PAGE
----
Must Read: Michelle Obama and the Content of Her Character Must Read: Michelle Obama and the Content of Her Character
Michelle Obama’s 2016 speech to the DNC stands in sharp contrast to an essay written in the early 1990s by Glenn Loury titled “Free... Must Read: Michelle Obama and the Content of Her Character

1755Michelle Obama’s 2016 speech to the DNC stands in sharp contrast to an essay written in the early 1990s by Glenn Loury titled “Free at Last? A Personal Perspective on Race and Identity in America.” Loury recounts how, as a young black man growing up on the South Side of Chicago, he lacked the courage to stand up for a friend named Woody, who had “a Negro grandparent on each side of his family but looked like a typical white boy.” Woody never chose to pass as a white person yet, when both young men attended a political rally and Woody stood to speak “[h]e was cut short before finishing his first sentence by one of the dashiki-clad brothers-in-charge, who demanded to know how a ‘white’ got the authority to have an opinion about what black people should be doing. That was one of [the] problems, the brother said, we were always letting white people ‘peep our hole card,’ while we were never privy to their deliberations in the same way.” Loury explains that a

silence then fell over the room. The indignant brother asked if anyone could ‘vouch for this white boy.’ More excruciating silence ensued. Now was my moment of truth; Woody turned plaintively toward me, but I would not meet his eyes. To my eternal disgrace, I refused to speak up for him. He was asked to leave the meeting, and did so without uttering a word in his own defense.

In recalling this painful memory of “betraying someone he had known for a decade,” Loury describes how “…this desire to be regarded as genuinely black… dramatically altered [his] life. It narrowed the range of [his] earliest intellectual pursuits, distorted [his] relationships with other people, censored [his] political thought and expression, informed the way [he] dressed and spoke, and shaped [his] cultural interests. Some of this was inevitable and not all of it was bad, but in his experience the need to be affirmed by one’s racial peers can take on a pathological dimension.”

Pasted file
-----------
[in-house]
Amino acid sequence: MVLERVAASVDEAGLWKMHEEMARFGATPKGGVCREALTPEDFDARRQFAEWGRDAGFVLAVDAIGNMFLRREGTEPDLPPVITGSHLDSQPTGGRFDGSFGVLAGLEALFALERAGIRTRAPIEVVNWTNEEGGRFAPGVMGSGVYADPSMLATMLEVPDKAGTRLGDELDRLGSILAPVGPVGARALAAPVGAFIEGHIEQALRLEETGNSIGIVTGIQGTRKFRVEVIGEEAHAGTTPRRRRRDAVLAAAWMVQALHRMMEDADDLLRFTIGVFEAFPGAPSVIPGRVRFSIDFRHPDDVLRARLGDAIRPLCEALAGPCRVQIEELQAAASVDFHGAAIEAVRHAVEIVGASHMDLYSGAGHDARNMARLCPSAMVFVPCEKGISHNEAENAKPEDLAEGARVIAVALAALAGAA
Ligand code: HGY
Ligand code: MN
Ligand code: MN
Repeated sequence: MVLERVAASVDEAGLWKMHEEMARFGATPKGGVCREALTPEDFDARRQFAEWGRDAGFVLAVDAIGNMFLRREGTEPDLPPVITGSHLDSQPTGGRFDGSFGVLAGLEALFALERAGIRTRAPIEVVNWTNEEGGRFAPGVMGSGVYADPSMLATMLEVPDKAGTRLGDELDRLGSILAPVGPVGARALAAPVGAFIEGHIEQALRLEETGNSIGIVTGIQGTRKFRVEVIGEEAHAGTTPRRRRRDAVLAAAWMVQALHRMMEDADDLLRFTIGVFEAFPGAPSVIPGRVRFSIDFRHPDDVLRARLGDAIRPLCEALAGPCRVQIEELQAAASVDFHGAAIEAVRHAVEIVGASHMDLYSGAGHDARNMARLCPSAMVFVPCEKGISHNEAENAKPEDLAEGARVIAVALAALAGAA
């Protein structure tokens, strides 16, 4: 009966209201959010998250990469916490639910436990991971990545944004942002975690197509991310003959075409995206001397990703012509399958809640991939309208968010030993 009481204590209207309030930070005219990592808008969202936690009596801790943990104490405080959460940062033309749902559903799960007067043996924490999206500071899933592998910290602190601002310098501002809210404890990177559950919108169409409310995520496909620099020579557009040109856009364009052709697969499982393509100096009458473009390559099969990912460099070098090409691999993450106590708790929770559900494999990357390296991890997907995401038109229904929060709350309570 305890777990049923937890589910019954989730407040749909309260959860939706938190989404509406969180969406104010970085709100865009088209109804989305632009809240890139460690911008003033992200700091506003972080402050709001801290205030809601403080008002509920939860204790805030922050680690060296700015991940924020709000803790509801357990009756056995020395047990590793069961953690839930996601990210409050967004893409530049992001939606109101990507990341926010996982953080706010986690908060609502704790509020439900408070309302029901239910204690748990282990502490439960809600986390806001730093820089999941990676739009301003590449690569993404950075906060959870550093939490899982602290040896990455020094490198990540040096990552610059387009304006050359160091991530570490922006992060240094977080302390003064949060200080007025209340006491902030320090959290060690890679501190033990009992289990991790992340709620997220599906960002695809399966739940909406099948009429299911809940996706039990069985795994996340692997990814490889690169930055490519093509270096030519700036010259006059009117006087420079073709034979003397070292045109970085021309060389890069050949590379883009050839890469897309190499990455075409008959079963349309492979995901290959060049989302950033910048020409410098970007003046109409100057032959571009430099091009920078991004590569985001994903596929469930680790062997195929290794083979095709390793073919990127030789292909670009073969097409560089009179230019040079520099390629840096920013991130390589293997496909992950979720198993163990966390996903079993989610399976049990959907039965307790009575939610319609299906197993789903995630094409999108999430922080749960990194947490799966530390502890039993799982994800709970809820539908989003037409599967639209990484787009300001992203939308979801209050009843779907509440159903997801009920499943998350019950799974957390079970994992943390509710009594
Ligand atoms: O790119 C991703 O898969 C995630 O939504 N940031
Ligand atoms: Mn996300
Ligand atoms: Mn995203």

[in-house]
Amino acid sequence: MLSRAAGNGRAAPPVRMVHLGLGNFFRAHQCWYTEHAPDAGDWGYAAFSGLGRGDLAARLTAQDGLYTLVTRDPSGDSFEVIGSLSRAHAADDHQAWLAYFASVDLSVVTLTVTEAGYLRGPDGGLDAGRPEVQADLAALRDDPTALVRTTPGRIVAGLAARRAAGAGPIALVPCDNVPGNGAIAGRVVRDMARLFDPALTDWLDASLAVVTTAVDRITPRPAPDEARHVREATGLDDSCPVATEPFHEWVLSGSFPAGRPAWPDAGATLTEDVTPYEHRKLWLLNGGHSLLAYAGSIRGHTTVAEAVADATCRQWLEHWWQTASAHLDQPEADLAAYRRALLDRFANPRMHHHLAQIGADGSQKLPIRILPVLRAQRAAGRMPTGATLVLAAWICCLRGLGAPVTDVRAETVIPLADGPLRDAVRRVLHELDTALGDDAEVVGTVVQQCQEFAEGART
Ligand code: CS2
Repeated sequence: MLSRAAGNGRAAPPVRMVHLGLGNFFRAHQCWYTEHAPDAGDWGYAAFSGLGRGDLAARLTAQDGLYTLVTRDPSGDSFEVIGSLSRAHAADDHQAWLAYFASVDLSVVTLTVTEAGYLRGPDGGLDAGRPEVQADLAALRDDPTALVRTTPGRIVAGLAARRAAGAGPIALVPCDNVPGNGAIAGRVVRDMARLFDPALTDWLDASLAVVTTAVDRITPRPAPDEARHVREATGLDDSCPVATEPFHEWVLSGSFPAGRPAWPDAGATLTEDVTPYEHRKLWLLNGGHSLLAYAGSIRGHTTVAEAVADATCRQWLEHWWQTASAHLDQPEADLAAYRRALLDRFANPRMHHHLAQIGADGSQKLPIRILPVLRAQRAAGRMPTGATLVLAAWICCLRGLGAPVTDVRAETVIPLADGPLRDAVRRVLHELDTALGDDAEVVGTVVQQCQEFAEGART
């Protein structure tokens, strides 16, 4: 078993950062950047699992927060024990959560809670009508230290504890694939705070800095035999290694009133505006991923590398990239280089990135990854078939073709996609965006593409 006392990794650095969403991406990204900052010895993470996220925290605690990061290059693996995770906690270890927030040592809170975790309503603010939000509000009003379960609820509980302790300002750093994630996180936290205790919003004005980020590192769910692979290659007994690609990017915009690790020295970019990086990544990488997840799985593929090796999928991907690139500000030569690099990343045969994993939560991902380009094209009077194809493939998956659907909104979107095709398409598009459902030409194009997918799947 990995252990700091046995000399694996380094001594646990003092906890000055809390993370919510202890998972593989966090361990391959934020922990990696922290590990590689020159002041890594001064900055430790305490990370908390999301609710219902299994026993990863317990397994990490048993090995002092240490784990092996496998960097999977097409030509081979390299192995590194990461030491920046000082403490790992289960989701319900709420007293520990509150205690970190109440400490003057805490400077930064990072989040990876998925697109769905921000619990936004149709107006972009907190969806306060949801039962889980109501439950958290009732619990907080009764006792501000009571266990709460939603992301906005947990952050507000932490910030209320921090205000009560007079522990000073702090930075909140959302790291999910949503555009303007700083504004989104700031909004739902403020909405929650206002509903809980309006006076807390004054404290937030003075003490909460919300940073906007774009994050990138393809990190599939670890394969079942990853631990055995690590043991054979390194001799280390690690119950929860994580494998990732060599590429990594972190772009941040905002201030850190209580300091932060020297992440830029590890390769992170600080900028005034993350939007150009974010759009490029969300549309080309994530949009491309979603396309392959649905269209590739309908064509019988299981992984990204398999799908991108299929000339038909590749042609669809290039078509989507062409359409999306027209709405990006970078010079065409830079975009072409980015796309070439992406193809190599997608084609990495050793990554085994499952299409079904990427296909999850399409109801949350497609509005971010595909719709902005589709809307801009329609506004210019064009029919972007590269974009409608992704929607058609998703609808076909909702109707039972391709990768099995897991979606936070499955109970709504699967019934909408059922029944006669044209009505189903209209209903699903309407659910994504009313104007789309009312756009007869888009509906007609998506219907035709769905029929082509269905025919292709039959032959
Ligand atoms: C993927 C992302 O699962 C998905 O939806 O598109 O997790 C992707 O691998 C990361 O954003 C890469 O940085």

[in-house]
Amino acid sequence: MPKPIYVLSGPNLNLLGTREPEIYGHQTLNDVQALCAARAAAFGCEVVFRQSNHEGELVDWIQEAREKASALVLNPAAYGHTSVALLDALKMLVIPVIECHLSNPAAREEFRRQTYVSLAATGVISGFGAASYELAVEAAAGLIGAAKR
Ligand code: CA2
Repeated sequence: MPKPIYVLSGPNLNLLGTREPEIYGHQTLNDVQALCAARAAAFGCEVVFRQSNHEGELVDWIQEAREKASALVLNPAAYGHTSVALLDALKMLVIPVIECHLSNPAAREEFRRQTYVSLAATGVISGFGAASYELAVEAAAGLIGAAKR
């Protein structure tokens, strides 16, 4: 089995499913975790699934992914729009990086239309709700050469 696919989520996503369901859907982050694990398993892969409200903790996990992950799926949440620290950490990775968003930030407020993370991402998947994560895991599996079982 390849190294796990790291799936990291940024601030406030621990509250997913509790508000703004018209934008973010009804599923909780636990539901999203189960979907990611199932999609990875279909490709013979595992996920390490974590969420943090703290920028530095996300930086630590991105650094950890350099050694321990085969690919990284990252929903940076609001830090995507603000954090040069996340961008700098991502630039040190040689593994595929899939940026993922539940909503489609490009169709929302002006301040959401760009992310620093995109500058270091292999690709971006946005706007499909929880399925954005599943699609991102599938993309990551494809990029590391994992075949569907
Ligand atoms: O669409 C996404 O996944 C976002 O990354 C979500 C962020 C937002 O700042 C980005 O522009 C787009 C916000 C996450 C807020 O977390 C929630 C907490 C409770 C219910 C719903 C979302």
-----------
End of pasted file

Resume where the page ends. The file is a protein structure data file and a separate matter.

So what does this have to do with Michelle LaVaughn Robinson Obama? She and her husband have never evolved from their strident, all-consuming race-consciousness and “addiction to indignation.” As a student, “Miss Robinson wrote a senior thesis entitled ‘Princeton-Educated Blacks and the Black Community.'” Some excerpts from the thesis include the following:

  • “Predominantly white universities like Princeton are socially and academically designed to cater to the needs of the white students comprising the bulk of their enrollments.”
  • “[My Princeton experiences] “will likely lead to my further integration and/or assimilation into a White cultural and social structure that will only allow me to remain on the periphery of society; never becoming a full participant.”
  • “I have found that at Princeton, no matter how liberal and open-minded some of my white professors and classmates try to be toward me, I sometimes feel like a visitor on campus; as if I really don’t belong. Regardless of the circumstances under which I interact with whites at Princeton, it often seems as if, to them, I will always be black first and a student second.”
  • “In defining the concept of identification or the ability to identify with the black community… I based my definition on the premise that there is a distinctive black culture very different from white culture.”

Consequently, it should come as no surprise that even as First Lady of these United States, Michelle believes “that… as a member of the Black community [she is] somehow obligated to this community and would utilize all of [her] present and future resources to benefit this community first and foremost.” But how does she benefit them?

She and her husband cannot shed the belief that “being an authentic black person involves in some elemental way seeing oneself as an object of mistreatment by white people, while participating in a collective consciousness of that mistreatment with other black people.” Thus, America is reminded that Michelle “wakes up every morning in a house that was built by slaves.” Does she explain that Hillary Clinton — the woman she supports — received enormous sums of money from countries where slavery still exists? Does Michelle proudly assert the enormous strides America has made in ending slavery whereas the African nation of Mauritania is now the number one slave capital of the world? Does Michelle acknowledge the blood spilled by black and white people who despised slavery and gave the last true measure of their devotion? Does the First Lady acknowledge that the Democratic Party voted against the 13th, 14th and 15th amendments? Does she remind her audience that the Republican Party was the party of ending slavery and that the KKK was actually the military arm of the Democratic Party?

Hardly.